Even more dangerous is the brief’s claim that courts — and not religious adherents — determine whether a law conflicts with an adherent’s religious exercise.
According to the ADL, courts do not have to accept a religious person’s “sincere belief that she would be spiritually harmed” by a government action. Instead, courts must somehow determine as “as an objective legal matter” whether the religious burden is “substantial” enough to merit accommodation.
Allowing courts to engage in fact finding to determine the contours of religious belief would inevitably disadvantage religious minorities. Judges will likely understand the requirements or importance of popular Christian rituals, but they are significantly more likely to err when trying to rule on the “objective legal” requirements of keeping kosher or celebrating a Jewish Holiday like Shavuot.
Take, for example, Estes v. Clark, a case in which a Jewish prisoner named Bruce Estes sued his prison for refusing to provide him kosher food. The prison argued that while Estes sincerely believed that the food it served him was not kosher, the court should conclude that as a matter of law, the food was kosher enough. It maintained that Estes failed to provide “sufficient proof that he has consumed non-kosher food” according to the prison’s understanding of what constitutes kosher food. The prison even hired a rabbi to testify that Estes misunderstood Judaism’s kosher laws. In response, Estes presented his own rabbi, who testified that the food was not in fact kosher. How was a secular court supposed to determine which Rabbi presented the “objective legal” definition of kosher?
Fortunately, the court rejected the prison’s argument and refused to allow the prison to determine what foods were “kosher enough” for Estes. But the ADL’s argument would have forced the court to make a formal legal finding regarding what renders a food kosher or non-kosher. If that had occurred, there is no way to know which side would have prevailed. If the court had been swayed by the prison’s expert, Estes and others like him may have been forced to eat food that they considered not kosher.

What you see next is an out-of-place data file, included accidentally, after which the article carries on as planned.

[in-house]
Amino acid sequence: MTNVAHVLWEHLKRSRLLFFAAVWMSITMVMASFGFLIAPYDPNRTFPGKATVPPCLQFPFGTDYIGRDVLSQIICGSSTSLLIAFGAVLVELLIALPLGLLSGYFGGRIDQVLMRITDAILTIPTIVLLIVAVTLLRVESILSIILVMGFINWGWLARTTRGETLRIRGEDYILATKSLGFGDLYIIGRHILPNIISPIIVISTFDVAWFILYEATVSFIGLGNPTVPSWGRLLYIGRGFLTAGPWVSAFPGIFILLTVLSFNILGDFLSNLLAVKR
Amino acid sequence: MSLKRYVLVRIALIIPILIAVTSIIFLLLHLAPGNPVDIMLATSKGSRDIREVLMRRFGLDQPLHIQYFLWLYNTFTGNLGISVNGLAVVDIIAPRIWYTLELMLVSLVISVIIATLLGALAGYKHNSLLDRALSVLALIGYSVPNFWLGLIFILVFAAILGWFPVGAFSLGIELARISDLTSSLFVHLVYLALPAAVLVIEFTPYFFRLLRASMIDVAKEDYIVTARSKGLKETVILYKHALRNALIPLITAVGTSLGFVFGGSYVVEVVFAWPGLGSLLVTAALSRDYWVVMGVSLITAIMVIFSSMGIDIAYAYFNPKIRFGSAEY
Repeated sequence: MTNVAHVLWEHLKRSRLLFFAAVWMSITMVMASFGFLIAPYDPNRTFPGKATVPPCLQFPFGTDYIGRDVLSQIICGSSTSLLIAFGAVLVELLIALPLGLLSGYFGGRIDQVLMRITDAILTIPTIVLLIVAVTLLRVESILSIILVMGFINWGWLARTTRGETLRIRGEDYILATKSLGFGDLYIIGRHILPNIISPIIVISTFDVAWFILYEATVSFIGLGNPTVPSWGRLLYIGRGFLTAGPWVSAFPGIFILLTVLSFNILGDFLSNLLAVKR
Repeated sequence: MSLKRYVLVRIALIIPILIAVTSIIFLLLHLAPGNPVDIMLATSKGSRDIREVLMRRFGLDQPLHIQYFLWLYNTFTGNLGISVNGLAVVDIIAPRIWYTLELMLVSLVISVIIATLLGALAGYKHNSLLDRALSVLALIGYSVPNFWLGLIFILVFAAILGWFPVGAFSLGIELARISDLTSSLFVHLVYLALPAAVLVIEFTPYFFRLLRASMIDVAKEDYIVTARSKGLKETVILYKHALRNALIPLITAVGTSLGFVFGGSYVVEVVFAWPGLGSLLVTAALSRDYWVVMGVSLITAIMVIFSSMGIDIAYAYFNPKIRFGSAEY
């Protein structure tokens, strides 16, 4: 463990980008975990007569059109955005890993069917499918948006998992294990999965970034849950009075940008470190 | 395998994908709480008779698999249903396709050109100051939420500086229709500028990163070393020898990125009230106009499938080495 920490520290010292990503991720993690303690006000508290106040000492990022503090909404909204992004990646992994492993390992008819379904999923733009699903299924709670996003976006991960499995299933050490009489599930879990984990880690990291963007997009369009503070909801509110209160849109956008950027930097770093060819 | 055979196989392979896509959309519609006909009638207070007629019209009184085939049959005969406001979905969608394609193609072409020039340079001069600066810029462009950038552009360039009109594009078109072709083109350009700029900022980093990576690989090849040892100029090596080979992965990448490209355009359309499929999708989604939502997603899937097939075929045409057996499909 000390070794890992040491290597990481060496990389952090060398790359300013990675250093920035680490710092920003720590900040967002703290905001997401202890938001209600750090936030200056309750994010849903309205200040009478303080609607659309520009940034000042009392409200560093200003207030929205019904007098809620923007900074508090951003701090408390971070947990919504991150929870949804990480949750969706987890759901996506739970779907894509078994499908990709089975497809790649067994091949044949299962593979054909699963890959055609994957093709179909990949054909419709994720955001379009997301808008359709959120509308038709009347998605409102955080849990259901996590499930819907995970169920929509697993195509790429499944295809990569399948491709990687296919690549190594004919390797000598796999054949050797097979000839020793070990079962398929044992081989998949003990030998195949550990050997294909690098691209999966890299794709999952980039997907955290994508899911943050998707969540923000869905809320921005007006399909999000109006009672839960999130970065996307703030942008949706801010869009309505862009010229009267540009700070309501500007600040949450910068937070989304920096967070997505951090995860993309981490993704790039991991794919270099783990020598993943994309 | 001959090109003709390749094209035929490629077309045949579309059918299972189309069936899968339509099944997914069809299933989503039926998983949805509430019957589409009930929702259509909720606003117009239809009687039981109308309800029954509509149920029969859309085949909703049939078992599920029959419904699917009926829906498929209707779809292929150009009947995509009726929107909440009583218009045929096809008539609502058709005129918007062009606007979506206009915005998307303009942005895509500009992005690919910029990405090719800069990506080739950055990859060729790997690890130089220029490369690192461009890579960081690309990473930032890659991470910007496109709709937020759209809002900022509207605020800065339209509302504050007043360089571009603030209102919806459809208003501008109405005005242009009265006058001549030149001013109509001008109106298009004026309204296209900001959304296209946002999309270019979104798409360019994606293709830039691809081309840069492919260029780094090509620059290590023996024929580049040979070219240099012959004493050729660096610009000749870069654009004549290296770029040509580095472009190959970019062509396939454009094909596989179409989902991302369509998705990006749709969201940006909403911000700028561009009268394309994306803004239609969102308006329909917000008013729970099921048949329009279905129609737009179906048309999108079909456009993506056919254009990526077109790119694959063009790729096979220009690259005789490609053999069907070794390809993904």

This case was not an isolated incident. In Ben-Levi v. Brown, two federal courts allowed a prison to deny Jewish prisoners (and only Jewish prisoners) the right to study the Bible, under the absurd justification that Judaism supposedly prohibits adherents from reading the Bible unless 10 men and a rabbi are present. The prison seems to have misunderstood the requirement for certain public readings from a Torah scroll as a ban on reading the Bible in the absence of a quorum. But the real issue is not the prison’s substantive mistake in interpreting Jewish law; it is the fact that the prison tried to parse religious law in the first place.
Similarly harmful outcomes are likely to recur if judges are tasked with answering theological questions before granting religious accommodations — which is the rule promoted by the ADL.
The positions advocated in the ADL’s brief would therefore significantly diminish religious liberty protections in a manner that would be most detrimental to Jews and other religious minorities. Leading Jewish organizations should distance themselves from such positions, and hopefully, the groups who signed the ADL brief will reconsider doing so in the future.
Howard Slugh is the General Counsel of the Jewish Coalition for Religious Liberty. Rabbi Mitchell Rocklin is the President of the Jewish Coalition for Religious Liberty.